Tropical Jamaican Pepper Sauce

5 from 11 votes

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Calling all hot pepper sauce lovers, this Jamaican Pepper Sauce is calling your name! With a few tropical fruits to ease the heat, I also add something else to add sweetness and keep it thick. Read on!

I needed a little something to shake up the usual pan seared salmon the other night and this Jamaican Pepper Sauce is real deal flavor that’s made in mere minutes.

Jamaican Pepper Sauce.


In my version of this Jamaican Pepper Sauce, besides the habaneros and fruit, I like to add a carrot not only for the added sweetness to help cut the heat, but it helps with the consistency as the pureed fruit sometimes makes this thinner than I like.

I prefer the mango over the pineapple alone for the tropical fruit addition, but after doing a side by side comparison thought I’d marry the two and found that to be quite desirable.

Jamaican Pepper Sauce.

I also found that when I first made this in the food processor it was still a little on the thick, slightly chunky side, like an applesauce. I also pureed it all in my blender (Vitamix) to make a smoother version, a sauce-like consistency. Either way works, but be prepared as this kicks it.  No lie, it’s a hot one. Luckily the fruit’s sweet and acidic flavors assist in cooling.

I used to use Scotch Bonnet chiles when I could find them, but when I made this Jamaican Pepper Sauce with habaneros, decided that was the trick for the ultimate hot pepper sauce. To learn more about chiles, I wrote a little informative breakdown of them in a post called Choosing the Right Pepper.

Jamaican Pepper Sauce.

The Scotch Bonnet, a hot one for sure! Small, orange and compact, but packs quite a bit of heat although with sweet overtones. Use carefully like in the Jamaican Jerk rub I put on my ribs. The Habanero chili, which is often confused with being a Scotch Bonnet, is THE hot daddy right here. Similar in color and size of the Scotch, it hails from the Yucatan Peninsula and I’m sure was carried up and east over into the Caribbean.

Remember: Use gloves when handling these peppers and from experience, don’t rub your eyes until after you’re done and your hands have been washed!

This is perfect as a dipping sauce for vegetables, wings, over grilled, broiled or baked chicken and fish. It’s just the perfect little sauce to add that tropical Jamaican flava!

Jamaican Pepper Sauce.

Jamaican Pepper Sauce.

Jamaican Pepper Sauce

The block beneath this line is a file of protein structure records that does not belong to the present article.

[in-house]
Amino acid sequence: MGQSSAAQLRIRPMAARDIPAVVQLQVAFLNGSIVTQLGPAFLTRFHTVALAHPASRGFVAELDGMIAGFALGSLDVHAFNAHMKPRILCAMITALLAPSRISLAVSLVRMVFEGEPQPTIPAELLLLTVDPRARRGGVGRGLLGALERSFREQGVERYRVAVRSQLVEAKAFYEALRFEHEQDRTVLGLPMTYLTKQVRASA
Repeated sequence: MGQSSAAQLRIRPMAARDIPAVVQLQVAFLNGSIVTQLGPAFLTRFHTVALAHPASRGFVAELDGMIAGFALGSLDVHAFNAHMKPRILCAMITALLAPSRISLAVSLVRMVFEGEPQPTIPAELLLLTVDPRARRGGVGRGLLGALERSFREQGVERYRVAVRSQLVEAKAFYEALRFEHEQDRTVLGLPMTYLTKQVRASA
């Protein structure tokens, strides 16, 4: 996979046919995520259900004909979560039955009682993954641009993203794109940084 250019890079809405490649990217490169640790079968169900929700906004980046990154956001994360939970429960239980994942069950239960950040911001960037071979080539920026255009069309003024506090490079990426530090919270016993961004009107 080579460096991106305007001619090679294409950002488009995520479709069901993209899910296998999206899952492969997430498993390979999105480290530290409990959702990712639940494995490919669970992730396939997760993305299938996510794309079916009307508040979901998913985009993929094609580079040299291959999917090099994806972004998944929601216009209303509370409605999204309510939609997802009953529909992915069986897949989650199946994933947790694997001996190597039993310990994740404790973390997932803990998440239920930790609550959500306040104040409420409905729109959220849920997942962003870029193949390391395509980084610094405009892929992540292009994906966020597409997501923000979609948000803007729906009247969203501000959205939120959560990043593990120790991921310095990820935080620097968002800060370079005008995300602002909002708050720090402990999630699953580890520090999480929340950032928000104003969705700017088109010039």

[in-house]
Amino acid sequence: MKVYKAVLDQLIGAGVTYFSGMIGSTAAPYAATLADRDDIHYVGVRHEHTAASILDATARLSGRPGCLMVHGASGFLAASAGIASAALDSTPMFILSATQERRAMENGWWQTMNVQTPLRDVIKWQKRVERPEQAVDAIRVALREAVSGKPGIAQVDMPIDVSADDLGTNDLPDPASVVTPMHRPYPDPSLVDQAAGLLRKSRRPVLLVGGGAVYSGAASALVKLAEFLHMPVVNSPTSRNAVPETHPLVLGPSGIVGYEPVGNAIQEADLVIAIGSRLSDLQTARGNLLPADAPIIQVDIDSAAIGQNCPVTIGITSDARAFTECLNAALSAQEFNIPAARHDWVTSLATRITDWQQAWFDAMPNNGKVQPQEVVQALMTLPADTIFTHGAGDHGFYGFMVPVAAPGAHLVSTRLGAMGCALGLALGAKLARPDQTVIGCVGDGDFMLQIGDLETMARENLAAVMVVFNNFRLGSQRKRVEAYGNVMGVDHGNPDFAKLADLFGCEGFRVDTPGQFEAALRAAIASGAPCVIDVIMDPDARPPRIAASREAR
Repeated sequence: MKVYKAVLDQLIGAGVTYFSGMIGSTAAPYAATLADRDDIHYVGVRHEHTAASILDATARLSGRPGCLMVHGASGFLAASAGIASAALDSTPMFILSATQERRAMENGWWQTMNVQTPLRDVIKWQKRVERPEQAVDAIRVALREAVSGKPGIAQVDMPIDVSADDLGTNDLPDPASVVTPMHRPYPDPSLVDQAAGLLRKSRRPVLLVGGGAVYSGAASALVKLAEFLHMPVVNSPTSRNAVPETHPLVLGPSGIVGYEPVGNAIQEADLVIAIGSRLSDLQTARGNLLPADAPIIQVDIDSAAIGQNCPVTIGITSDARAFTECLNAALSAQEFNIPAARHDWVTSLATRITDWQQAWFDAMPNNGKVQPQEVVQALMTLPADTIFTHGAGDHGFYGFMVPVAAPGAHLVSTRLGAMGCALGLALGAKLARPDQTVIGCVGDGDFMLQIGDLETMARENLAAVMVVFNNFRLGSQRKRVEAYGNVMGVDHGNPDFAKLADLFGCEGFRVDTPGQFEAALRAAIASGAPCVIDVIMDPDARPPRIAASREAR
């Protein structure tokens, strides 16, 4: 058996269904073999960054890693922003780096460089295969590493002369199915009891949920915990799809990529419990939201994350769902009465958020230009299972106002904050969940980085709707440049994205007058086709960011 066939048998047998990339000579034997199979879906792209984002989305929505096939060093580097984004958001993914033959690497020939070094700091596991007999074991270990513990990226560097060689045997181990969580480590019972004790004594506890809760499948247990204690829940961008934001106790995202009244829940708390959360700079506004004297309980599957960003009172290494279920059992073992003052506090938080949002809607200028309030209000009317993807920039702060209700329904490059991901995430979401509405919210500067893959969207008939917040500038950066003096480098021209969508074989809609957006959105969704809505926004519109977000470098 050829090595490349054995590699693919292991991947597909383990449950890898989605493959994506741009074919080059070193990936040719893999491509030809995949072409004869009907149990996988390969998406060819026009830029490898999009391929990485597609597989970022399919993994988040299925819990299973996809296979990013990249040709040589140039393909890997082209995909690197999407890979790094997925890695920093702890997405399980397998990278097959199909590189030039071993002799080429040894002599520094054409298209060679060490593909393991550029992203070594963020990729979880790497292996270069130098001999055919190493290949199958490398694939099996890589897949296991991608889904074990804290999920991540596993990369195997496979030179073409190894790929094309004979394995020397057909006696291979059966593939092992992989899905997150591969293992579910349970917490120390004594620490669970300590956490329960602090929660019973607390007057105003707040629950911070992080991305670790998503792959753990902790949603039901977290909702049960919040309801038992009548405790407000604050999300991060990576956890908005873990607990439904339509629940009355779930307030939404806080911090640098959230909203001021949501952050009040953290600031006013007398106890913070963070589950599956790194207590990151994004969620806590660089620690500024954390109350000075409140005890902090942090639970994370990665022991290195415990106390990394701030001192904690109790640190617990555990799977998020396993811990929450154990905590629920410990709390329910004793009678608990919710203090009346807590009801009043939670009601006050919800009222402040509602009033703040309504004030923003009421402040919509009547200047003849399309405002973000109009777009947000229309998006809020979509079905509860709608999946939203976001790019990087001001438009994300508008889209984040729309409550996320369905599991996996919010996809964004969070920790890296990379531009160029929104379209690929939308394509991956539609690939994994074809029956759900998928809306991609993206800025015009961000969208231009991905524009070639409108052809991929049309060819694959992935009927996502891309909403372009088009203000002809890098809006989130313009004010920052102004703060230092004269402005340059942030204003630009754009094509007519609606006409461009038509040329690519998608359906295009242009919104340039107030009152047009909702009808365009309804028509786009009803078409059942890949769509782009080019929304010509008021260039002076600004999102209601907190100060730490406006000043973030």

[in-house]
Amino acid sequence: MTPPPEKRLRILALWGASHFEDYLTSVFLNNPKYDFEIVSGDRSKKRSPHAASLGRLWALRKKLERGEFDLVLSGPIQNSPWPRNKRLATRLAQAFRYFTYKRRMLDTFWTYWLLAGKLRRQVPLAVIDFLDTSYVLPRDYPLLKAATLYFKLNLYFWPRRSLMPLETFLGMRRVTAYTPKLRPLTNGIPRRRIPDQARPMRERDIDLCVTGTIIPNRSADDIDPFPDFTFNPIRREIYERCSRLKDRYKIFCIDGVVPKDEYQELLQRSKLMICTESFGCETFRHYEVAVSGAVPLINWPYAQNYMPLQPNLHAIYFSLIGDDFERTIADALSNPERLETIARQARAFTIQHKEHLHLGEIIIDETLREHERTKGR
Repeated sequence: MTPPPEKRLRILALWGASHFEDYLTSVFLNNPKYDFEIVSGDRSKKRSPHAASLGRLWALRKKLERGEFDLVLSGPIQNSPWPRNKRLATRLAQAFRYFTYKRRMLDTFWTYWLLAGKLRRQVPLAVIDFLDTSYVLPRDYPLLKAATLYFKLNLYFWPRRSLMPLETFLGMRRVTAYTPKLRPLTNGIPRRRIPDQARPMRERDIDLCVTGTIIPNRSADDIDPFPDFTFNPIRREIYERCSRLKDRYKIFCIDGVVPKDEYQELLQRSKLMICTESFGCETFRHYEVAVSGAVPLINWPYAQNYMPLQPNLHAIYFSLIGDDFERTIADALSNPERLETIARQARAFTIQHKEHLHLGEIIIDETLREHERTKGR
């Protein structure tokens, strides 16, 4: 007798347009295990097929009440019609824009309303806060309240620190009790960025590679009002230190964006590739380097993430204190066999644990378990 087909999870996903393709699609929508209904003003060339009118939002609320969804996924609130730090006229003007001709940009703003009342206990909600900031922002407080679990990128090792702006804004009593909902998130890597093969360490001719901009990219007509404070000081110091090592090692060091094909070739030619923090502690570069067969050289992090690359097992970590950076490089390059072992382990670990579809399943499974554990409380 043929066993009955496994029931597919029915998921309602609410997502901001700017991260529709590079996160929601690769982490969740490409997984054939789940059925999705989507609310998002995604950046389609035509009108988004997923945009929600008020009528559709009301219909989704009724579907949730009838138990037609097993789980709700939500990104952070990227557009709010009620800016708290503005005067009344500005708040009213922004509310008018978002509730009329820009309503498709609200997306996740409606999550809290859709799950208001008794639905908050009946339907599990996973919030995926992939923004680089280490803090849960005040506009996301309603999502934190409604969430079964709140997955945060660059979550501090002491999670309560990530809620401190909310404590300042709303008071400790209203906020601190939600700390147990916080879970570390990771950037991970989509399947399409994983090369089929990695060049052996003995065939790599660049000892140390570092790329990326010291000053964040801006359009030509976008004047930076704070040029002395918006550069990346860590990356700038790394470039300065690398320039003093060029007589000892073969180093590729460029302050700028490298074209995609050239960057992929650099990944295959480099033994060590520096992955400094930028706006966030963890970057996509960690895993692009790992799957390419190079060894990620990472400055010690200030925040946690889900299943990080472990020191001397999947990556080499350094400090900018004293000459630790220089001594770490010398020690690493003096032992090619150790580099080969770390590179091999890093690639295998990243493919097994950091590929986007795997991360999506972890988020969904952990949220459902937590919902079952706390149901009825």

5 from 11 votes
This Jamaican Pepper Sauce brings the heat with habaneros, mango, pineapple and cumin, but the secret flavor weapon ingredient I like to add is a carrot.
Servings: 3 cups
Prep: 5 minutes
Total: 5 minutes


  • 3 Habanero peppers stem removed
  • 1/2 onion skin removed
  • 1 carrot
  • 8 oz each fresh mango and or pineapple (2 cups total)
  • 3 cloves garlic
  • 1/2 tsp cumin powder
  • 2 limes juiced (1/4 cup total)
  • 1/4 cup apple cider vinegar
  • salt to taste


  • Blend habanero peppers, onion, carrot, mango and or pineapple, garlic, cumin, lime juice, vinegar and kosher salt in a food processor or blender (Vitamix).
  • Taste and season with salt if needed. Pour into a glass jar, seal and keep refrigerated. Makes around 3 cups total. Keep in the refrigerator sealed for up to 2 weeks.


Calories: 37kcal | Carbohydrates: 10.1g | Protein: 0.8g | Fat: 0.2g | Polyunsaturated Fat: 0.1g | Sodium: 6.1mg | Fiber: 2.2g | Sugar: 4.5g

The information shown is an estimate provided by an online nutrition calculator. It should not be considered a substitute for a professional nutritionist’s advice.

Course: Condiment
Cuisine: Caribbean, Jamaican
Have You Made This Recipe? Let Me Know on InstagramTag @keviniscooking or tag me #keviniscooking!
Jamaican Pepper Sauce.


Whether in the kitchen or on the grill, you’ll find me cooking American favorites with a love for BBQ, Mexican and Tex Mex. I’m passionate about making tasty food because life’s too short to be bland!

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  1. 5 stars
    I used Jamaican Yellow that I cultivated on my backyard. It was Delicious! Not be afraid to use the seeds, if you like it hot!

    1. Yes Brian. Whenever possible. I believe I wrote that on the recipe card, didn’t I? Now I need to go check!

  2. 5 stars
    Great recipe. I used 5 Habaneros because I love the heat. Used a Large Shallot instead of Onion. Added 1/2 Cup Fresh Cilantro. Thanks!

    1. So happy you enjoyed this one! Thanks Michael for taking the time to come back and let me know.

  3. I spent a good part of my childhood on St. Martin in the Caribbean. I remember a very similar sauce we called pikliz (say pickles with a Caribbean lilt). So these days I make a version similar to the one I remember from childhood. However, the addition of mango makes your pikliz very modern. GREG

    1. 5 stars
      Pikliz – thinly sliced cabbage, julienned or grated carrots, thinly sliced shallots or onions, scotch bonnet peppers, white vinegar, fresh key lime.

  4. Kind of afraid it wouldn’t make it to the salmon! Just give me a big old spoon and I’m a happy girl! Love the addition of the mango!

    1. I’ve yet to make it and freeze Rob. Seeing as this is not cooked the result would probably be a little spongy when thawed out as the cell walls of the vegetables and peppers would expand they are mostly made up of water. The texture would be off. This is just a guess of mine, but feel free to make a smaller batch and experiment. Let me know and I hope this helps.

    1. Hey Tim, thanks for stopping by. I wouldn’t keep it longer than 2 weeks in the refrigerator sealed. Have great holiday weekend. I’ve updated the recipe to reflect, thanks!